Have you ever tried to perform a mental experiment and connect two eras, our own present time and some long bygone period? For instance, have you ever tried to imagine Vincent Van Gogh, a famous post-impressionist painter, drinking a glass, or a bottle of Heineken, one of today's leading brands of beer? Well, perhaps you haven't, but it is happening right now: Heineken and Van Gogh Museum from Amsterdam have announced two days ago (August 19) that Heineken has committed to a three year long sponsorship of Van Gogh Museum.
As it was stated from Heineken, this won't be a regular "we give you money, you promote our brand" type of sponsorship. No, according to the statement from the world famous beer company, it "will go beyond a mere donation", and Heineken will use its brand Heineken® for specific Van Gogh products and activities in the Van Gogh Museum. It appears to be a somewhat "natural" cooperation and collaboration - both Van Gogh and Heineken are brands of Netherlands, both had created their name way back in 19th century, and both are loved all around the world. Yes, Van Gogh and Heineken are loved for different reasons - one for being poor, tortured soul that shot himself after years of creating some immortal art that is now worth millions of dollars, and another for being relatively cheap and safe way to free yourselves from inhibition and moderately and temporarily change your state of mind - but hey, who are we to give such remarks?
The advertising that is promoting newly founded partnership is also interesting: on the left, there is an unfinished painting of "Sunflowers", perhaps Van Gogh's most famous series of paintings; on the right, there is a full glass of Heineken beer, with a caption: "So refreshing, all those shades of yellow". It implies that Vincent Van Gogh had drunk Heineken beer while he was painting some of his most memorable paintings. While it might be a little of farfetched history, it actually really could have happened. Van Gogh shot himself and died after less than two days in 1890. Heineken started producing then-not-so-famous-but-today's-famous beer way back in 1864 - so, in words of "Mythbusters", it is possible, but not plausible.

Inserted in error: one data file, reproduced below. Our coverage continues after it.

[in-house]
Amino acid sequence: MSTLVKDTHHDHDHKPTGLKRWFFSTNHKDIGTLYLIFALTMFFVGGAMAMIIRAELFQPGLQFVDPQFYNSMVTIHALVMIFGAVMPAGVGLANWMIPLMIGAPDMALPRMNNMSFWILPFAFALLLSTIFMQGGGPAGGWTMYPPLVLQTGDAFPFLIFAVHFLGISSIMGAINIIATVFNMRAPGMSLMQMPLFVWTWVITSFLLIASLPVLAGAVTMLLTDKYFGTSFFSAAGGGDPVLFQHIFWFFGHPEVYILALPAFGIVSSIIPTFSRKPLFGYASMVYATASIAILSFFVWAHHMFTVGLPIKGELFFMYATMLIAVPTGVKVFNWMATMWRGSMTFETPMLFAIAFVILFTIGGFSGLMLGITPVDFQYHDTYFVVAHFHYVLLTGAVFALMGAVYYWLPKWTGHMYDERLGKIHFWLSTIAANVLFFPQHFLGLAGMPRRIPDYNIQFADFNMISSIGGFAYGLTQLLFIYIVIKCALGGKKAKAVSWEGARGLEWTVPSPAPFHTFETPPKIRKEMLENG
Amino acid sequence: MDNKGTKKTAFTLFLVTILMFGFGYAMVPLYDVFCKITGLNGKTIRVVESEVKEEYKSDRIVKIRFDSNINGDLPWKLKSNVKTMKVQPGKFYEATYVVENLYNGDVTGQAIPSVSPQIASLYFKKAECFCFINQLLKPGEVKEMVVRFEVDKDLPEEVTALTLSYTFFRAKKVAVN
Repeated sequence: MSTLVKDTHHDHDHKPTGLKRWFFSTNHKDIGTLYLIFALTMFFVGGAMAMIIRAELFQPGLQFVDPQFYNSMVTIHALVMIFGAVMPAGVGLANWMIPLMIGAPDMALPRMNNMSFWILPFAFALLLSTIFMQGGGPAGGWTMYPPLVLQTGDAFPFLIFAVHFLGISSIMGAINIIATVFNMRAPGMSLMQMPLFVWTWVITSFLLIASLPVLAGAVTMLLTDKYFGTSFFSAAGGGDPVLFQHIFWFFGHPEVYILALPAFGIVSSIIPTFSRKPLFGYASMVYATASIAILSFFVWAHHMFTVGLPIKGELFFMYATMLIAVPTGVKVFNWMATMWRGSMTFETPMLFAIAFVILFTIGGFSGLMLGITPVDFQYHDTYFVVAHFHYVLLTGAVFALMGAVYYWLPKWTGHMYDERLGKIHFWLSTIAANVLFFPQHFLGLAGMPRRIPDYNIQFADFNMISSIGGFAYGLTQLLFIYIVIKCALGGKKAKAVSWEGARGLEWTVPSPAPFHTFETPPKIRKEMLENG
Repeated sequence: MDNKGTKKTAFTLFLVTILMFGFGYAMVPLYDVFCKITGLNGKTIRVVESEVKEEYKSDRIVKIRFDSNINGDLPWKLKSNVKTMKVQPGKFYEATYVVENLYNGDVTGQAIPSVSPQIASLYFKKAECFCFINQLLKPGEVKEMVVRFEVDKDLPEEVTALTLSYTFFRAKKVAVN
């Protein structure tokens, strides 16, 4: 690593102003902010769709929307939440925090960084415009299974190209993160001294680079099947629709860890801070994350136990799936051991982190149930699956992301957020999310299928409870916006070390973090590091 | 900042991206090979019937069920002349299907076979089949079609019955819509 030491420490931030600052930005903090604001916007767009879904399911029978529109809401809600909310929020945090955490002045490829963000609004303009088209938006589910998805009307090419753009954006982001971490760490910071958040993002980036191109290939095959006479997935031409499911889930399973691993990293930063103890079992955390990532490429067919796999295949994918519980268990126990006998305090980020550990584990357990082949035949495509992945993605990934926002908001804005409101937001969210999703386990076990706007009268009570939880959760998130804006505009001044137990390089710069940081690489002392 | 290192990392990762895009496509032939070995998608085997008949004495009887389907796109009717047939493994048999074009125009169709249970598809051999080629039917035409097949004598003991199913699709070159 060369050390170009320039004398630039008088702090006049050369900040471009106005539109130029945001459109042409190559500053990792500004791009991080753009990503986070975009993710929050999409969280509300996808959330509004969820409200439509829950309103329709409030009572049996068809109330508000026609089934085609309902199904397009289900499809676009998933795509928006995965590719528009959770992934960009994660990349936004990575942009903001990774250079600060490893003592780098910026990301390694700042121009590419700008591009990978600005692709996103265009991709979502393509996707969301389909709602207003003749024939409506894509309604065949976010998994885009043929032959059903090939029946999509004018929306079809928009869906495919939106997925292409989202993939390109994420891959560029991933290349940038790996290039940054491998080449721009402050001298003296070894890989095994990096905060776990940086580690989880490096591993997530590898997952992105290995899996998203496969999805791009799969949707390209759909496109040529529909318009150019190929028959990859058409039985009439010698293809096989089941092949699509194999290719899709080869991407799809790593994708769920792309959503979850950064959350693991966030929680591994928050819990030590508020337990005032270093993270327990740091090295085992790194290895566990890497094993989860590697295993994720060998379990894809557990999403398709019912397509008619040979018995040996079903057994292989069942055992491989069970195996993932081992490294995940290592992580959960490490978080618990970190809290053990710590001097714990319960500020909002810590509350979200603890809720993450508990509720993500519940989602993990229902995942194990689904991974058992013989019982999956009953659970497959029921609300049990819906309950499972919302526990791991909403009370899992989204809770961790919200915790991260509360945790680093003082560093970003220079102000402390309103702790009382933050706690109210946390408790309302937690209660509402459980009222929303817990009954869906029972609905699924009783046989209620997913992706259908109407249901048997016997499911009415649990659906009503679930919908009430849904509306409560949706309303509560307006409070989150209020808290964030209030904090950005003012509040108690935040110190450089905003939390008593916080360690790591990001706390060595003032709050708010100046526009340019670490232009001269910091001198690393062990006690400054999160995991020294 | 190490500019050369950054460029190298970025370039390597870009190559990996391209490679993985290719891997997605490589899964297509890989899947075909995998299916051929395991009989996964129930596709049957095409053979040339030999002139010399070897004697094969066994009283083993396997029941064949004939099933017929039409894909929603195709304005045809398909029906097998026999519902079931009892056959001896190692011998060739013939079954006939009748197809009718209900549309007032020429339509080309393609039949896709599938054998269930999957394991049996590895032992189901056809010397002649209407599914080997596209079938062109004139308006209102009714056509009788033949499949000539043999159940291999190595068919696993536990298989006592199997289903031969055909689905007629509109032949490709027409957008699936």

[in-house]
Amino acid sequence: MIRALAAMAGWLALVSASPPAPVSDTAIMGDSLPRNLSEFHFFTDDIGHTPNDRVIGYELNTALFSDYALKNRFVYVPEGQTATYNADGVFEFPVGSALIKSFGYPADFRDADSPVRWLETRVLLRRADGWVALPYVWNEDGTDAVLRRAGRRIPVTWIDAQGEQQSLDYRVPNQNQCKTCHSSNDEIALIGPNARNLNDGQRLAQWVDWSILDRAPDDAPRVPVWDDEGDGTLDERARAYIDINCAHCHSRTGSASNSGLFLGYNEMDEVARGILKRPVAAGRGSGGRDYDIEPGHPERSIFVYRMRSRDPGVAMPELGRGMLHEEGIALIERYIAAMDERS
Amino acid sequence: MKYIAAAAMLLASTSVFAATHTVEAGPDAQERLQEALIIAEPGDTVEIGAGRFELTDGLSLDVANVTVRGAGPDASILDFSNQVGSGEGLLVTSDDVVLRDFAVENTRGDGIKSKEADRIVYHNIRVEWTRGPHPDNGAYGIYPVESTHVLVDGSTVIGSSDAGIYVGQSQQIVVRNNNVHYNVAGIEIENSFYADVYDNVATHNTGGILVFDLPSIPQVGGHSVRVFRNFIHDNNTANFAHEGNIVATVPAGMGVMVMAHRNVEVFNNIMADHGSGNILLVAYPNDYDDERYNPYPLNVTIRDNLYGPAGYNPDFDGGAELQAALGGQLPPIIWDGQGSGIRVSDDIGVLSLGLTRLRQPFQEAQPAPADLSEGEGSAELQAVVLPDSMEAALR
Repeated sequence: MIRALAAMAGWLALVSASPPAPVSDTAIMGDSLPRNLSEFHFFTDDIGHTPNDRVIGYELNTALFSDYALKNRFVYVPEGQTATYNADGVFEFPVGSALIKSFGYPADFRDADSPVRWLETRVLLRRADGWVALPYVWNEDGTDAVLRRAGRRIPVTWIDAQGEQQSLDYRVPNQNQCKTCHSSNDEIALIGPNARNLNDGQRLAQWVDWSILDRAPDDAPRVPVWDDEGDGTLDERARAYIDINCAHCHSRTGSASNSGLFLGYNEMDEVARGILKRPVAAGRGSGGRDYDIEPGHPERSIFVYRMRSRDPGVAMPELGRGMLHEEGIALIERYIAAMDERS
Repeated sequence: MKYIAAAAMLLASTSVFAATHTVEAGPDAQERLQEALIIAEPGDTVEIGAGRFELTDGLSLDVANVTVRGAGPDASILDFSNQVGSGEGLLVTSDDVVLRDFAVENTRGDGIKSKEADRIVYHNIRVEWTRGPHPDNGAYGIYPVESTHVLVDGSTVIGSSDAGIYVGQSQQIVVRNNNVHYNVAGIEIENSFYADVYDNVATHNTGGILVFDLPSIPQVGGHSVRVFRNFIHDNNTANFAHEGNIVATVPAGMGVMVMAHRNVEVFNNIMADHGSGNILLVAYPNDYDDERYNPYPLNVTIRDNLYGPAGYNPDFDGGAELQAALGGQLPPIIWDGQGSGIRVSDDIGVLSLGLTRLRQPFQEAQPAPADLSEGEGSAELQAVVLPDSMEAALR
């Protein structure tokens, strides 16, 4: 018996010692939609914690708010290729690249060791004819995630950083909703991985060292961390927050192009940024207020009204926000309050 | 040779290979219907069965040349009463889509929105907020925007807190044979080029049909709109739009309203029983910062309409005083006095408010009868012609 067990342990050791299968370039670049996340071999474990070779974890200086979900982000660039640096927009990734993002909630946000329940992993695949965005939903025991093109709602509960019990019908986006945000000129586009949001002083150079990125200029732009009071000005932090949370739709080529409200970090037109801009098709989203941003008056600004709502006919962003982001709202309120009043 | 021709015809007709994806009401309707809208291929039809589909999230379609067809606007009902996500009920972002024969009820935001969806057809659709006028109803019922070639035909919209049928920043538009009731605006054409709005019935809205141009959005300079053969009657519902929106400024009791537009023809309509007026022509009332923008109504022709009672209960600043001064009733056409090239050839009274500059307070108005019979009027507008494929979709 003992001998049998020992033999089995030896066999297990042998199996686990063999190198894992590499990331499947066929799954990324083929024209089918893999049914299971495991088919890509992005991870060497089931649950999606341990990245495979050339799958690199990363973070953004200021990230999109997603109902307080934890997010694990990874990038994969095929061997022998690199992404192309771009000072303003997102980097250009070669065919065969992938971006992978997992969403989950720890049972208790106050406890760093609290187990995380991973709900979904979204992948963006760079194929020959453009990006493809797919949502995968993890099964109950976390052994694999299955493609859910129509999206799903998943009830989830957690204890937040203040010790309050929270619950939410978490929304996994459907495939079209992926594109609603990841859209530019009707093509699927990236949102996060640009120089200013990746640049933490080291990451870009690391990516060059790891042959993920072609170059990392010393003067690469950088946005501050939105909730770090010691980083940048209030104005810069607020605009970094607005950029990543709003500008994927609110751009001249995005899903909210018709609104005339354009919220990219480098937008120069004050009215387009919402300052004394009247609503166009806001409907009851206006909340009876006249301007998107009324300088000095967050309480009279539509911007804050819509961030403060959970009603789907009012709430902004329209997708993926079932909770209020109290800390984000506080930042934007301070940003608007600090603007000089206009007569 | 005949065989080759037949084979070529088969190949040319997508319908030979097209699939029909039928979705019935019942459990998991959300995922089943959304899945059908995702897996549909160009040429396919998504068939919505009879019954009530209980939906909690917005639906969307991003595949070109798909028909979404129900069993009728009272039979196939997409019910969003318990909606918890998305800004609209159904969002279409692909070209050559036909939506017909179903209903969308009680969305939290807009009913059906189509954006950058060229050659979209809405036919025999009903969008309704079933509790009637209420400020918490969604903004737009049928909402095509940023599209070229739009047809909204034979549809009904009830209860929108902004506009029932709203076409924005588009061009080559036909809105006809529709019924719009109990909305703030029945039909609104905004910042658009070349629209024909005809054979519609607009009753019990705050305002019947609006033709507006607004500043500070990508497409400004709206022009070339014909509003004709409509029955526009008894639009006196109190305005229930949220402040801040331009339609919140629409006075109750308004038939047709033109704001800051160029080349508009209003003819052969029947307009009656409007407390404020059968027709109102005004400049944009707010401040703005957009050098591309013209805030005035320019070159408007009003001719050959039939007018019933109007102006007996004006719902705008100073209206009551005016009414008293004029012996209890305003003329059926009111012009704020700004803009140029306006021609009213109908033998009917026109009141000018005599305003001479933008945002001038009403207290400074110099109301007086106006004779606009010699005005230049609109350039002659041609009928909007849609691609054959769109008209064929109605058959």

Both Heineken and Van Gogh Museum have expressed their satisfaction with newly closed partnership. Jean-François van Boxmeer, Chairman of the Executive Board and CEO of Heineken, said that Heineken support "the unique cultural heritage of Amsterdam", and that they are "very proud" to associate Heineken with a museum "that has become an international destination in its own right". On the other hand, Axel Ruger, director of the Van Gogh Museum said that this partnership will increase accessibility through museum's new entrance building, and "expand even further the activities for our customers and fans worldwide". It also should be noted that in 2011 Heineken became corporate sponsor of Hermitage Amsterdam, which presents the world heritage of one of the greatest museums - the State Hermitage in St Petersburg, and in 2013 this company has become a sponsor of the Rijksmuseum.
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